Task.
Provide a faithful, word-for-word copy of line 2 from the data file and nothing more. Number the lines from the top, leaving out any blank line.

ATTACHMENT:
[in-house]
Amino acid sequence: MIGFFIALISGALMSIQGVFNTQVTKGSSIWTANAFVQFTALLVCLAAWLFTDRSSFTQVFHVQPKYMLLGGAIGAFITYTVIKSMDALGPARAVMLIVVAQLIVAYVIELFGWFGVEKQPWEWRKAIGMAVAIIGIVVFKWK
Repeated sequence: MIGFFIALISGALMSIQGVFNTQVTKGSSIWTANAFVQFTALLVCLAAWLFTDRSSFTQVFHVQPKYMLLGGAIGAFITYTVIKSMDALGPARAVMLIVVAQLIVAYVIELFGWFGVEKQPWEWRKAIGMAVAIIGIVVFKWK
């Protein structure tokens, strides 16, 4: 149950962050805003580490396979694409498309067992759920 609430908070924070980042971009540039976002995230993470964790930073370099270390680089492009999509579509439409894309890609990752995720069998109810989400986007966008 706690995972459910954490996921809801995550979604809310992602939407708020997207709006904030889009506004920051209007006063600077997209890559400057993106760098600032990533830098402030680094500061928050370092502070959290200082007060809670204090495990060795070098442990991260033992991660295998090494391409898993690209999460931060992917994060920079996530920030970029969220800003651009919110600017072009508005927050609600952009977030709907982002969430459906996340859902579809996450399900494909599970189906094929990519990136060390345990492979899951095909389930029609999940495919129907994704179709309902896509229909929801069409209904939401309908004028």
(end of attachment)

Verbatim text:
Amino acid sequence: MIGFFIALISGALMSIQGVFNTQVTKGSSIWTANAFVQFTALLVCLAAWLFTDRSSFTQVFHVQPKYMLLGGAIGAFITYTVIKSMDALGPARAVMLIVVAQLIVAYVIELFGWFGVEKQPWEWRKAIGMAVAIIGIVVFKWK